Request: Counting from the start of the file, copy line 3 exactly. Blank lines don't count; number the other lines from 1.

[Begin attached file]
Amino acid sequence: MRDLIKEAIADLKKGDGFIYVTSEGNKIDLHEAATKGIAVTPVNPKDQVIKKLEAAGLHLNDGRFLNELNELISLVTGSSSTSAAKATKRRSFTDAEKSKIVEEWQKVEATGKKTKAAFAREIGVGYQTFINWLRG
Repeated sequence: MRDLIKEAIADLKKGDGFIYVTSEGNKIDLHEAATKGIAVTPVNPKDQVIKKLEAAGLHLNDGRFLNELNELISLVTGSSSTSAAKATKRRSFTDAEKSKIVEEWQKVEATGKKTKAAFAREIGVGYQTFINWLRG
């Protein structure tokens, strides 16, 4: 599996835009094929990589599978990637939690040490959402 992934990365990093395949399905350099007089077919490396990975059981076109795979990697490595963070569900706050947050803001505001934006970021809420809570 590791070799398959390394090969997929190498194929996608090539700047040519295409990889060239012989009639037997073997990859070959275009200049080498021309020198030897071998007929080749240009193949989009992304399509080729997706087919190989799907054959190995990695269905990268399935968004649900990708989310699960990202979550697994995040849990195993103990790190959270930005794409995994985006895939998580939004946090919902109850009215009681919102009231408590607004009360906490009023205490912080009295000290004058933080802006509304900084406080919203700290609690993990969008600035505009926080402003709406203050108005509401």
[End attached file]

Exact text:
């Protein structure tokens, strides 16, 4: 599996835009094929990589599978990637939690040490959402 992934990365990093395949399905350099007089077919490396990975059981076109795979990697490595963070569900706050947050803001505001934006970021809420809570 590791070799398959390394090969997929190498194929996608090539700047040519295409990889060239012989009639037997073997990859070959275009200049080498021309020198030897071998007929080749240009193949989009992304399509080729997706087919190989799907054959190995990695269905990268399935968004649900990708989310699960990202979550697994995040849990195993103990790190959270930005794409995994985006895939998580939004946090919902109850009215009681919102009231408590607004009360906490009023205490912080009295000290004058933080802006509304900084406080919203700290609690993990969008600035505009926080402003709406203050108005509401």